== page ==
15. I'm not familiar with the bar notation, so I either didn't see it or neglected it.
  16. That was Galileo's principle of relativity, not Einstein's. Einstein used this to show the invariance of c from Maxwell's equations governing the electromagnetic interaction.
  17. It is non-sensical to use a photon rest frame to conduct any observations. This is simply because such a rest frame is undefined, as the four-velocity is indeterminate (0/0) etc.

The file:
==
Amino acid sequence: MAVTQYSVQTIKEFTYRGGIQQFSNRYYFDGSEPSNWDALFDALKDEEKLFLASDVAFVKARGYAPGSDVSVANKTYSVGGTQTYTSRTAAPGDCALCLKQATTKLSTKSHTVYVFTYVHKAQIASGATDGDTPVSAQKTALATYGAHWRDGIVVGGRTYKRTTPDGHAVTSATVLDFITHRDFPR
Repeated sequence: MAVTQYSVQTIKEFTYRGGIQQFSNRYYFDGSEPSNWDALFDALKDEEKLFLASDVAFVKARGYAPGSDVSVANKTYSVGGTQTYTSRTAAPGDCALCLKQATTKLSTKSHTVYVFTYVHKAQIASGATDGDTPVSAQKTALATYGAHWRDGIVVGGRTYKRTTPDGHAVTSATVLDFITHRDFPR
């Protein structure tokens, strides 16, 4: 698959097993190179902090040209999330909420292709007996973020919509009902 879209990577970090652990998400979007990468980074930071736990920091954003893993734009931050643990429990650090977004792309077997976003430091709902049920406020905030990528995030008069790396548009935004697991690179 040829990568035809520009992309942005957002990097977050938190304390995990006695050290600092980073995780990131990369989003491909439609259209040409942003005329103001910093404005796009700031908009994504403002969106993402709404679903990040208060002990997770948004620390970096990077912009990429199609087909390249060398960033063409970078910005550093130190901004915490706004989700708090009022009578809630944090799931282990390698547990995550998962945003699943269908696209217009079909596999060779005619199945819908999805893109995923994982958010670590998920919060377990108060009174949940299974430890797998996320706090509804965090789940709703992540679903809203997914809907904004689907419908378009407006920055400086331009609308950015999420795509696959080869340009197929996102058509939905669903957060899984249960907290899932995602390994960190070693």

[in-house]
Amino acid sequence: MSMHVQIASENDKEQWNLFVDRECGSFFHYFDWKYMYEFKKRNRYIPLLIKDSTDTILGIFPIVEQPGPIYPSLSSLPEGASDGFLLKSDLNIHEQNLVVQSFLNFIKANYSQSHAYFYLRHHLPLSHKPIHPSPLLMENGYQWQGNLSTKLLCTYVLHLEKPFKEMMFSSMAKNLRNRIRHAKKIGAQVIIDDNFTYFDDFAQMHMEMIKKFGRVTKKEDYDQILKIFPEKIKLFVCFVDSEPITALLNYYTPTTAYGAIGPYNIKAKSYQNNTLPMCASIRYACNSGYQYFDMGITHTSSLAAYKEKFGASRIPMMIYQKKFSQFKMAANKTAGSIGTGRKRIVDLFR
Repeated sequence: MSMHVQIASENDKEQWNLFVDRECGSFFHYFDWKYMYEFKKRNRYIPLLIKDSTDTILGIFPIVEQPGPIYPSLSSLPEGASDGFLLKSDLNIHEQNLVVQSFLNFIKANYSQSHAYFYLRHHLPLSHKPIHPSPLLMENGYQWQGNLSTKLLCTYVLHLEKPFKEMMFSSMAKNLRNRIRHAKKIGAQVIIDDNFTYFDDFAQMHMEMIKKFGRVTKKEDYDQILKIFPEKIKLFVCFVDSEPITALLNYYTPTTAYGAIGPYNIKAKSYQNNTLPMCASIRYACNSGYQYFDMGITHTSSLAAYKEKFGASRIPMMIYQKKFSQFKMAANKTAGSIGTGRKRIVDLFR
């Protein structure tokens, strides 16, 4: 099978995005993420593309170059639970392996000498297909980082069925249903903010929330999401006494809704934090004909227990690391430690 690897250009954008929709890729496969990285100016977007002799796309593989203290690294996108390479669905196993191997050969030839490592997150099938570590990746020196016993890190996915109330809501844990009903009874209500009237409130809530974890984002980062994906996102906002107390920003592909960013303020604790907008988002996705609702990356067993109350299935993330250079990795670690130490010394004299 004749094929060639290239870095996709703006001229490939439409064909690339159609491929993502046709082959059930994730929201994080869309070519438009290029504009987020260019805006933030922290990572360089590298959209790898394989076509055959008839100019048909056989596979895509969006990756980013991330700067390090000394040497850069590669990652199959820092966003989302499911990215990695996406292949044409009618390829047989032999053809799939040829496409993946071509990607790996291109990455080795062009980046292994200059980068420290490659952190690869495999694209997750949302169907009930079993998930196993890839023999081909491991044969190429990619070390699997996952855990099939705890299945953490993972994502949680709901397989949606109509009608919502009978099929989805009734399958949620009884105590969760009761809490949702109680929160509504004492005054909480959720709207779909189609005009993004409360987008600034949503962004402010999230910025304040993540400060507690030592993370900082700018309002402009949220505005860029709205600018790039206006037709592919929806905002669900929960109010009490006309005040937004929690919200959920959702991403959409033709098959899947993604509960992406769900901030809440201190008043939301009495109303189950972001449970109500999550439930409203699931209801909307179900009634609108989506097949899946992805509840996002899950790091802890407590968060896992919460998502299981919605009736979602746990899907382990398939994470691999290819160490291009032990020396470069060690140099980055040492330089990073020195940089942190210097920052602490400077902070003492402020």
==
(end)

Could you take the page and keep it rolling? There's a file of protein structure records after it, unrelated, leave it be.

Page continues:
18. Yeah, I think he did. I can't be bothered to get the 1905 paper by Einstein out and check, but I'm pretty sure H. Minkowski introduced the space-time interval (hence the Minkowski interval) and the geometry of SR in 1906 (or '07). The main bulk of "On The Electrodynamics of Moving Bodies" explained the Michelson-Morely experiment concisely and postulating the Lorentz invariance of c supported by a mathematical derivation from the Maxwell equations. Introducing time as an additional property of the universe together with space by itself is nothing special and does not constitute a definition of space-time really. The important result is the invariance of the space-time interval, by themselves spatial and temporal intervals are relative to the observer, whereas an interval in space-time is frame independant. I don't know if you already knew this. Lorenz is the name of a prominant guy in weather models and non-linear dynamics (chaos theory). Lorentz is the guy you're after; he was the dude that, subsequent to the MM experiment and prior to the '05 paper on SR, proposed length contraction and time dilation to explain the results. However his idea was seen merely as a mathematical trick to explain the "negative" results. He conducted other work into the subject as well.